Treatment & Approach
Since you found your way to our page, it is likely that you or someone you care about needs someone to listen to them and to help.
What is Healing Waves
Healing will come in waves throughout our lives. We will have moments when we are ready to heal and other moments where we are not ready to take that step.
Emotions will also come in waves. There will be times when we feel great and strong and other times when we will feel sad, depressed, and not ready to deal with emotions.
Healing waves is a way to connect to nature and the ocean. The sound of waves can be so therapeutic, picturing the waves, imagining the fresh ocean air that comes with waves.
A wave itself can create calmness but a wave can also be powerful and strong and destroy.
I also feel waves, and the idea of a vast ocean gives you a sense of freedom and acceptance.
Our goal in each session is to guide and help the client with what they need. We want to work with you. We will work together whether you have set accomplishments for yourself or if it changes every session. We want to make sure that you are getting the help that you need. We focus on meeting you where you are at. It is our belief that you need to be heard, validated, and take charge of what you decide you need to work on. We believe that sessions should flow based on what comes up in life. We believe that a formal, strict adherence to one path towards healing can be limited, invalidating and oftentimes ignores the needs at that moment.
Speciality and Focus
Trauma-informed (Childhood trauma, abuse, narcissistic parents)
Body Image (working with women and youth, can be social media related, anything related to self image)
Sexuality (Polyamorous, open relationship, sex work)
Men (how a man/male can show up in a relationship, his role and his power)
Mind and body connection
Somatic attachment psychotherapy
Internal Family Systems
Who will benefit
• Two different sets of age groups:
- Youth 12-20 years old.
- Adults 20-60 years old and up.
• Indigenous communities and peoples
• LGBTQ2S+ (focus on transgendered youth)
Trauma that goes unresolved can diminish your ability to deal with further stressful, traumatic events. This can lead to the development Post Traumatic Stress Disorder (PTSD) and Complex PTSD. When we have unresolved trauma in our system we have a tendency to under-react to what is abnormal (rage, abuse, neglect) and over-react to what is normal (misunderstandings, being late, emotions, not being heard).
Psychotherapy is a process that allows you to explore your thoughts, feelings, and behaviour in the non-judgmental presence of a therapist. At Healing Waves Counselling we practice the following aspects of creating a safe therapeutic space to explore your experience together:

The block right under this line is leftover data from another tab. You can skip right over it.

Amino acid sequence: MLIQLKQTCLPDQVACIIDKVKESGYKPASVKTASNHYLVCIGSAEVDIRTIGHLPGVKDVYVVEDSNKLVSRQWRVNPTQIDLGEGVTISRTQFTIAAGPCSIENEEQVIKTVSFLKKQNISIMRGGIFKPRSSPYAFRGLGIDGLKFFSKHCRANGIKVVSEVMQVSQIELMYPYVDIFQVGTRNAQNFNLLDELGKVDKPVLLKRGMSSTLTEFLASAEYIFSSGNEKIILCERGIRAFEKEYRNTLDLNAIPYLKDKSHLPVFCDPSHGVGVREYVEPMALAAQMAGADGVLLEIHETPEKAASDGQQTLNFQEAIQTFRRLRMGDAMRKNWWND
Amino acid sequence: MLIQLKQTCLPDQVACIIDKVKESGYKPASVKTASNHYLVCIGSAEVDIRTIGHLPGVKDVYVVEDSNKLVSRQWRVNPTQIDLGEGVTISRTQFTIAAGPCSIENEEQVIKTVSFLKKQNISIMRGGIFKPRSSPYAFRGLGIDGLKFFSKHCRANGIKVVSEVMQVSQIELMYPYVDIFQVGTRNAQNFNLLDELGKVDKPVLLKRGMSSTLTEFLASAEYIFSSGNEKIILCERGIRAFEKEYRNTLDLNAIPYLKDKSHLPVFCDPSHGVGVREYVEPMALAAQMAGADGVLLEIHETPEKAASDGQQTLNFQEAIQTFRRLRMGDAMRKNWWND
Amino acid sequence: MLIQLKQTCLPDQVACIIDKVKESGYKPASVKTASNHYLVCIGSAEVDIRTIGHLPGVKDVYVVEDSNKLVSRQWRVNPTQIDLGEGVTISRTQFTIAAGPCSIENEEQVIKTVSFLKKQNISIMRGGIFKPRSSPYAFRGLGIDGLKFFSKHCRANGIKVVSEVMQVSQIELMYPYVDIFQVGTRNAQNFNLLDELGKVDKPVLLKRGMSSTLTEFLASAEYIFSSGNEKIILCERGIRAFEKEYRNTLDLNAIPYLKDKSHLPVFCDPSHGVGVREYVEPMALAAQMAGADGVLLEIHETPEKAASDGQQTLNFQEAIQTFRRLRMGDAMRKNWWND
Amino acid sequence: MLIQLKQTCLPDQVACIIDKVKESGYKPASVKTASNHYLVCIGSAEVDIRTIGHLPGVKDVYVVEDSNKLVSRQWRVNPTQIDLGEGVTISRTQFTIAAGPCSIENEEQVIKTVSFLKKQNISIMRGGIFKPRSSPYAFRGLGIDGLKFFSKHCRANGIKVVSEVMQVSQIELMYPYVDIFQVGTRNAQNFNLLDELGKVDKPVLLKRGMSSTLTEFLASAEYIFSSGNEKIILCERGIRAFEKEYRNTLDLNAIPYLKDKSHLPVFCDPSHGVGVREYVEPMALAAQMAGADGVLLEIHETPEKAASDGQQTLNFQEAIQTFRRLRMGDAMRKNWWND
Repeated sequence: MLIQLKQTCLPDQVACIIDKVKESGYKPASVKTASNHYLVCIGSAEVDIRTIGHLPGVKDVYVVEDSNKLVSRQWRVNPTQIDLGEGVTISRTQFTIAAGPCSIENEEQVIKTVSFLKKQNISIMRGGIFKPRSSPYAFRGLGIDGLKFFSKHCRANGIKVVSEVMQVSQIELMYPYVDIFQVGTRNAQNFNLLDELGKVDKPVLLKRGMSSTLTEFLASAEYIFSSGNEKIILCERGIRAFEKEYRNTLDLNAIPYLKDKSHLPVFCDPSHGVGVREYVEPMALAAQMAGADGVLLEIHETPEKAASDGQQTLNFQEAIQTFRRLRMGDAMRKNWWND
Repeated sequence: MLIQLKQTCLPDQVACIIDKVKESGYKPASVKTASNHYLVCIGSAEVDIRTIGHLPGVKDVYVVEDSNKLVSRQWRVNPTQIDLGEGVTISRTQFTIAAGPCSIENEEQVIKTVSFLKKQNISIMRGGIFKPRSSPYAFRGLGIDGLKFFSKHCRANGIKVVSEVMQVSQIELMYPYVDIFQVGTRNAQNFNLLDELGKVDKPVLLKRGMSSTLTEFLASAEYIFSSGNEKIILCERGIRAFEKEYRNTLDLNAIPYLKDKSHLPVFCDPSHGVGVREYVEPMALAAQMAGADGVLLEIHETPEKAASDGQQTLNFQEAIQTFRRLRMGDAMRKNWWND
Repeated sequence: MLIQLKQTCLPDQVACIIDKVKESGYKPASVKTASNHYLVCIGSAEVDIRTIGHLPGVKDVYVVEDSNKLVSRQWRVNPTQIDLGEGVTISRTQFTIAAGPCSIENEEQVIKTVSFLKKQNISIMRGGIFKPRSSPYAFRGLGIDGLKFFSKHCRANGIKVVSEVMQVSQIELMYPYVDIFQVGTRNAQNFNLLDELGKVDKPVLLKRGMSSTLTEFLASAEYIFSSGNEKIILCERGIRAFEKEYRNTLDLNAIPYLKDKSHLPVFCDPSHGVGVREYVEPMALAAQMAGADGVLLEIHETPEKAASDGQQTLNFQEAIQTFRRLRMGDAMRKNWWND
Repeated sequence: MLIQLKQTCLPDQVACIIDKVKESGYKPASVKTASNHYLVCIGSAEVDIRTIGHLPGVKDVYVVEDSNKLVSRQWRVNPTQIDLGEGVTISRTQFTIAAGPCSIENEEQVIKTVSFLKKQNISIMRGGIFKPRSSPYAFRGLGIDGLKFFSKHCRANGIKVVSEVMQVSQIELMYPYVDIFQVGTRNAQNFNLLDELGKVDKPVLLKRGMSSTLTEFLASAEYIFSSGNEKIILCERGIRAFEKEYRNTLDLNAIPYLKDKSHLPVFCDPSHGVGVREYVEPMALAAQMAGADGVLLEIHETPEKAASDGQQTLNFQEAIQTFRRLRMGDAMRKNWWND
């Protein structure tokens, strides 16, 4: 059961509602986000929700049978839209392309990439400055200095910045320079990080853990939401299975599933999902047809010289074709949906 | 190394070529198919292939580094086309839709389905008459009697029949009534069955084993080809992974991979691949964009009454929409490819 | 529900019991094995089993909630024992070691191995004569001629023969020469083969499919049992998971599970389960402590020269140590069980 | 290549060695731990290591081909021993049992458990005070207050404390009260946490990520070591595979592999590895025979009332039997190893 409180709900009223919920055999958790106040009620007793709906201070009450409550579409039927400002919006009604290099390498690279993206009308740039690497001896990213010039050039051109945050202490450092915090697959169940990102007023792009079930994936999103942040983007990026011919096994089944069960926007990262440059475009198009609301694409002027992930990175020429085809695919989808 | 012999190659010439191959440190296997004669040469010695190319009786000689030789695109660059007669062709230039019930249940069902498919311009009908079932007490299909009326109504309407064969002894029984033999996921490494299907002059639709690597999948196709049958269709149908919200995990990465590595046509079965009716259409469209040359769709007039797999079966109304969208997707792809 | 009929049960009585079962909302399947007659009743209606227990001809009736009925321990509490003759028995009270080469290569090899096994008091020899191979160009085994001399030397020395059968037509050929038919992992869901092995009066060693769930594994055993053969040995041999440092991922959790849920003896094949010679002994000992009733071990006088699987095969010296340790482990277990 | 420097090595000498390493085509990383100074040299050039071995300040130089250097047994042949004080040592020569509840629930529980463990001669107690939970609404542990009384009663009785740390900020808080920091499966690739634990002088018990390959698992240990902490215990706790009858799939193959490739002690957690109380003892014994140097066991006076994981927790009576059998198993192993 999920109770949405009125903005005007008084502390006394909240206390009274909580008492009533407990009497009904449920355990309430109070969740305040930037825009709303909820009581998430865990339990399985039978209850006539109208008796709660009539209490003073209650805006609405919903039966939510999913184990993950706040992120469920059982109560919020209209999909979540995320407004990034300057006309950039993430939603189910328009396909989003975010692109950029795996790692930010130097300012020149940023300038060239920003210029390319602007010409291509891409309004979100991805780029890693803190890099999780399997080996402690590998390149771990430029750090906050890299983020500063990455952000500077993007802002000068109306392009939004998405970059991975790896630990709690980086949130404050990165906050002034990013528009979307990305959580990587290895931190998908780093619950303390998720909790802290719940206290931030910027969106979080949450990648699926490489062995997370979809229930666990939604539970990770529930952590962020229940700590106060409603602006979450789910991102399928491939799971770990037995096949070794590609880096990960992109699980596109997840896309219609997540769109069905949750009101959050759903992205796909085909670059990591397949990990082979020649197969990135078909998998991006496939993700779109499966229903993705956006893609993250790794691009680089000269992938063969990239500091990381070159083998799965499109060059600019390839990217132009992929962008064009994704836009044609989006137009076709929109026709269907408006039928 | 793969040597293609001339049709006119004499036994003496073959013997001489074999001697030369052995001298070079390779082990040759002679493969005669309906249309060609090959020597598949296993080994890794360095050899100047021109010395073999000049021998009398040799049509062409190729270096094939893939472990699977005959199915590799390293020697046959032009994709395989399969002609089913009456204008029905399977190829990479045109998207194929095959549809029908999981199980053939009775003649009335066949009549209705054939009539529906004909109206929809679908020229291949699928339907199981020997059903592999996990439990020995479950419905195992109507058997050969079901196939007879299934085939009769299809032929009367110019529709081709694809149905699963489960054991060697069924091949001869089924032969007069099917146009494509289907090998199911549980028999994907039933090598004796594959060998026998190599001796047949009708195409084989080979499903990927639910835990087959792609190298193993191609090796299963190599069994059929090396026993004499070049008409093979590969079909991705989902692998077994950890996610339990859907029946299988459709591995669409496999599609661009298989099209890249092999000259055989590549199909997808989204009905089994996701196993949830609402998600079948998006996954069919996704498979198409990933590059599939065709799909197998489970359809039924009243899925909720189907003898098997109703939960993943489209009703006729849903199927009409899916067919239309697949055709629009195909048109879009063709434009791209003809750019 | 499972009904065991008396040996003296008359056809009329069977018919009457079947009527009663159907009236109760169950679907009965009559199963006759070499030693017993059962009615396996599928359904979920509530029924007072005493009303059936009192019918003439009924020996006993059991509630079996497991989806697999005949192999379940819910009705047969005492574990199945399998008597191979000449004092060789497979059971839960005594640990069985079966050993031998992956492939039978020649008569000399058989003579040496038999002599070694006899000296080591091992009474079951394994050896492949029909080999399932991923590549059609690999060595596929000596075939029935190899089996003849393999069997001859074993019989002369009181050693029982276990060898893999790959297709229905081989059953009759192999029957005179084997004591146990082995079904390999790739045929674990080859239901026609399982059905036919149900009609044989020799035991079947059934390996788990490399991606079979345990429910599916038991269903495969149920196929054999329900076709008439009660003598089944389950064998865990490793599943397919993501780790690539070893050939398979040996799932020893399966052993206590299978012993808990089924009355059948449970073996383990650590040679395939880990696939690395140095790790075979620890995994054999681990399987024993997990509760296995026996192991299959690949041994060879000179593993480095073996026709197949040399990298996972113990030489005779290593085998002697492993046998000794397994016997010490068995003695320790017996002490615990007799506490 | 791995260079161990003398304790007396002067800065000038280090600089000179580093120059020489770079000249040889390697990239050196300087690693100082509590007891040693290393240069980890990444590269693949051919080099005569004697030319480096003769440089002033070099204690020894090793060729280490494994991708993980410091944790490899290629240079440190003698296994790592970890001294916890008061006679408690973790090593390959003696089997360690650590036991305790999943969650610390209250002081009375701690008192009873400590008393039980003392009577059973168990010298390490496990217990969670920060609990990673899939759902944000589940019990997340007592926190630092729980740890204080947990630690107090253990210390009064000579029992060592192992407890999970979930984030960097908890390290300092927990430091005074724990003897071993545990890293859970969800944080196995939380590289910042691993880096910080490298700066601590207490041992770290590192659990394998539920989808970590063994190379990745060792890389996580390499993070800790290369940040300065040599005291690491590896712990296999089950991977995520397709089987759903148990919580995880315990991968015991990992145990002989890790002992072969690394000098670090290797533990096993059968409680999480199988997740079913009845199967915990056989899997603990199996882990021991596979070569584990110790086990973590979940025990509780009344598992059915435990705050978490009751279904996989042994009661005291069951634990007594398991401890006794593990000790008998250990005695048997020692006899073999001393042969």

You decide what you are willing to share
You are not alone in your experience
We go into material that you can tolerate
We ask that you be open to feedback
You will not have to tell your story over and over again
Our approach to ADHD
There is an overrepresentation of adults with undiagnosed ADHD—particularly women—in our clientele. And this is true for two reasons: first, adults with undiagnosed ADHD have spent a lifetime struggling, without support, with the difficulties. All people with ADHD struggle with impaired working memory, problems with decision making, impaired executive functioning, difficulties with procrastination, and difficulties getting started (activation), to name just a few.
This often results in a distorted self-conception: for example, feeling that one is lazy or unintelligent or unreliable. And second, people with ADHD are significantly more likely to have other mental health diagnoses, for example, depression, anxiety, and bipolar disorder.
Healing Waves Counselling can help clients navigate the diagnostic process, access available accommodations, and work closely with clients as they begin finding the proper medication at the correct dosage.
EMDR stands for Eye Movement Desensitization and Reprocessing. This therapy is a set of standard protocols incorporating elements from many other treatment approaches, such as mindfulness, CBT, somatic experiencing, experiential, psychodynamic, & family systems theory. Bilateral stimulation is added to this, usually by the therapist guiding the clients’ eye movements left to right, as our eyes do naturally in REM sleep. Some therapists use bilateral tapping on the client’s knees instead of eye movements. There is much less talking in EMDR sessions so that you can go inwards and process (like mindfulness with a jet pack and a laser targeting specific beliefs). You choose which beliefs you want to work on, one at a time, in a collaborative way with your therapist.